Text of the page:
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May all find the teacher within to guide oneself towards unconditional love and peace

Friday, November 22, 2013

Headstand (Sirshasan) - Compassion and fearlessness

There was a woman in her fifties and another good friend of her joining an 8 days Intensive yoga retreat with us recently.

In the intensive yoga retreat, we have strength and flexibility workshops.

The objective of this strength and flexibility workshop is not about achieving physical fitness on stamina, strength and flexibility through the yoga asana practice, although as we perform yoga asana practice on a regular basis, physical stamina, strength and flexibility will be improving naturally.

It's about through the yoga asana practice, we learn to let go of egoism and attachments towards the qualities of names and forms, letting go of the identification with the body and mind, letting go of judgment, comparison, expectation, craving and aversion, while developing patience, perseverance, will-power, determination, forbearance, tolerance, acceptance, adjustment, adaptation, and accommodation, to realize the greatest strength and flexibility that is beyond the physical conditions and abilities, which is unconditional peace and love, or selflessness and compassion, which also manifest as fearlessness. We also learn to be aware of the impermanence of the qualities of names and forms, and allow the reality of everything in the present moment now to be what it is.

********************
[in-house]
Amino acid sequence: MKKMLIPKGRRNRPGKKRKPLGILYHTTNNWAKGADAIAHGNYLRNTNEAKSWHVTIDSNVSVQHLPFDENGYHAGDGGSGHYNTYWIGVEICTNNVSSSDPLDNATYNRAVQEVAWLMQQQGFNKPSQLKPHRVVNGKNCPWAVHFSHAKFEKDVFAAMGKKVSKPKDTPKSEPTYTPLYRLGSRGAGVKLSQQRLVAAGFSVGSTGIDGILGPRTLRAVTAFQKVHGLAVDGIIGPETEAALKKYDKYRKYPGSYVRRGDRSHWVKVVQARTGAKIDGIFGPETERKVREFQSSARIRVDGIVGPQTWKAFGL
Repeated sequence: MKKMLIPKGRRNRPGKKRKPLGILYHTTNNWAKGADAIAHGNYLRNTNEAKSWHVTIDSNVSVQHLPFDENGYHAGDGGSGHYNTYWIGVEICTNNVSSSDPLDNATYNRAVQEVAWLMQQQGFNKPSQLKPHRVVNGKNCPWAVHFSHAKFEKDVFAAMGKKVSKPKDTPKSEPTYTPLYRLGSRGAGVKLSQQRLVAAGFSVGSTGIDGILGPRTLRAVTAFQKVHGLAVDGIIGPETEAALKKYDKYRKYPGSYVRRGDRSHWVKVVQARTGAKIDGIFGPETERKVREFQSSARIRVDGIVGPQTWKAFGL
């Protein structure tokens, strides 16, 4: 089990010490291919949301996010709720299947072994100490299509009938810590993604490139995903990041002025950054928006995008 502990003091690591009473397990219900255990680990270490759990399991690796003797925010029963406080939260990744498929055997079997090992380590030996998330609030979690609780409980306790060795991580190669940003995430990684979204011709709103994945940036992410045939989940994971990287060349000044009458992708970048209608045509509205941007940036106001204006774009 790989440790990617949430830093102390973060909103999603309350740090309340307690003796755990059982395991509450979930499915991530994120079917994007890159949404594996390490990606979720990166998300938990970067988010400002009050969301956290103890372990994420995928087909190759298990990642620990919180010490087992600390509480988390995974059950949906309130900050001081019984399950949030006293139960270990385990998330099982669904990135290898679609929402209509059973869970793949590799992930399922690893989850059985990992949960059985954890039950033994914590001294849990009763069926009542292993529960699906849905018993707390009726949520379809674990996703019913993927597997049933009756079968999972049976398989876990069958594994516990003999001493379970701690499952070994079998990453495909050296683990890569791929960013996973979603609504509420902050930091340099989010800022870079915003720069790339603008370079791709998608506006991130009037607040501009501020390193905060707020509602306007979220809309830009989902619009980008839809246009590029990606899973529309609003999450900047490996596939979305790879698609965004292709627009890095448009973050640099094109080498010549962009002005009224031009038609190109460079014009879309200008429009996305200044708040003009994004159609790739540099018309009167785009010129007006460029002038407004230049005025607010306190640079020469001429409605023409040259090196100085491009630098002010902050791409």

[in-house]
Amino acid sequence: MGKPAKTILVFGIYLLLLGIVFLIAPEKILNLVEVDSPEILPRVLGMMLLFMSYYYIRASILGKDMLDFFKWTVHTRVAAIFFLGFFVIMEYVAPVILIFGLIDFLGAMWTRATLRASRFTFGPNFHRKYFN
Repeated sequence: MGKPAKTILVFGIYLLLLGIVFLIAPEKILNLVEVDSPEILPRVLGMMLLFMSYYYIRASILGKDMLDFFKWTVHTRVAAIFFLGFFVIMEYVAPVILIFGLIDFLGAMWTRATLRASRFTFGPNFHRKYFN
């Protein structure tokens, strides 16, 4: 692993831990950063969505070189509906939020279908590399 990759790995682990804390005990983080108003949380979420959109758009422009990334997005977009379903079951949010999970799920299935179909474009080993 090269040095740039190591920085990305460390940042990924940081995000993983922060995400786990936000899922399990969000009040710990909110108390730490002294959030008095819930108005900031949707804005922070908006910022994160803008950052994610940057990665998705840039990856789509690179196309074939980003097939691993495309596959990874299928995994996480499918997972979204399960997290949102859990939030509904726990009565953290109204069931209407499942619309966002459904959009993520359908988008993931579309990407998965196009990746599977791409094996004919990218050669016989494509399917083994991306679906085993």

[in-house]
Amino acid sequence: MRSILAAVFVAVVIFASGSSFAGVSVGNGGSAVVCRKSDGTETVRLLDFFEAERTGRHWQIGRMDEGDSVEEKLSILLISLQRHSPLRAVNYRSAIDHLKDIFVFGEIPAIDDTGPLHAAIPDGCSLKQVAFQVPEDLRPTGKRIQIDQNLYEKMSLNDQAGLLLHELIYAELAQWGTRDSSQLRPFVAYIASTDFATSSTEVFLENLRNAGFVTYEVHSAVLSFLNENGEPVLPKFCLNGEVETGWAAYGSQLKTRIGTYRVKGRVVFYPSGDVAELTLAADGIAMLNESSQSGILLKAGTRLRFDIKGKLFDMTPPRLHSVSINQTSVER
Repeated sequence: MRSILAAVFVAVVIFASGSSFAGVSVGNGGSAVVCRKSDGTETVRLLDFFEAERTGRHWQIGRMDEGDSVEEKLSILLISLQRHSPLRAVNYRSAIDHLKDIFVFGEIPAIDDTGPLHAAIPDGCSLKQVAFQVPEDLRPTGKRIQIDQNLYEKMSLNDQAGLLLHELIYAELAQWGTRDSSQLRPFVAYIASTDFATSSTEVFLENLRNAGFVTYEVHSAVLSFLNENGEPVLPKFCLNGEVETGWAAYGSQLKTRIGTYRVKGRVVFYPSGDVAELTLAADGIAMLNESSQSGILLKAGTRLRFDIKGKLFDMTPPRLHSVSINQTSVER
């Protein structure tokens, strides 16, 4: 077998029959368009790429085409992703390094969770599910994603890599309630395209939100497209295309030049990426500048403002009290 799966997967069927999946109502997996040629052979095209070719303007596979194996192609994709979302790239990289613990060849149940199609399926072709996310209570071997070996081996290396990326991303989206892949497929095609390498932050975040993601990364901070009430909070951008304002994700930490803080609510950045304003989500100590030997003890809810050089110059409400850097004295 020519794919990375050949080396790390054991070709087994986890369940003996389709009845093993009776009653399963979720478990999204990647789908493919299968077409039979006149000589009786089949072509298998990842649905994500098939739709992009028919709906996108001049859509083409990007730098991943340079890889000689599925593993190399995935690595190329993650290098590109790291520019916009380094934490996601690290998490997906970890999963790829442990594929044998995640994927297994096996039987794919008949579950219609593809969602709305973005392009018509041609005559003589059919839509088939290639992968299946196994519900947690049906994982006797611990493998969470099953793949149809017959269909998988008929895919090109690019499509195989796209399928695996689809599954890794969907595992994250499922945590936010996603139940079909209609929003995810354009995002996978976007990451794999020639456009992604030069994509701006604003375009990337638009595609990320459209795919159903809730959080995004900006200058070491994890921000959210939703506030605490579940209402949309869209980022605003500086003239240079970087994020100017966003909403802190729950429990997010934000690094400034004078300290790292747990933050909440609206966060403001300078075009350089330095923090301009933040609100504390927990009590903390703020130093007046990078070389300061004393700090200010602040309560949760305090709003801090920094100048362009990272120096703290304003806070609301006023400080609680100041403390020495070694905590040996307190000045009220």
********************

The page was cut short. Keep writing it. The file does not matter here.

She never came up into headstand before, even though she has been attending yoga classes regularly, and practicing meditation for quite a long time. She said she would like to be able to learn how to perform headstand in this yoga retreat.

In the beginning, like many others, she was anxious and had fear towards coming up into headstand. There is fear of falling, fear of injuries and pain, or fear of the unknown possibilities. We will certainly gain some physical benefits from coming into headstand against a wall, but it doesn't allow us to deal with the fear in us that is related to egoism and attachment. Yoga practice is not so much about gaining the physical benefits. The physical benefits are just a side effect or by-product of the yoga asana practice, it is not the main objective of our yoga practice.

It is not important whether we can physically perform headstand or not, as to realize unconditional peace and love is nothing to do with whether we can perform headstand or not. But, it is about confronting the fear that stops us from coming into headstand, and to let go of that fear, that matter most in our yoga practice. If we are able to let go of fear, and be free from judgment, comparison and expectation, letting go of any imaginations, anticipations and speculations, just do our best while trying to come into the headstand, then it really doesn’t matter whether we can come into headstand or not, or can stay in the headstand for a long time or not. It’s really not important.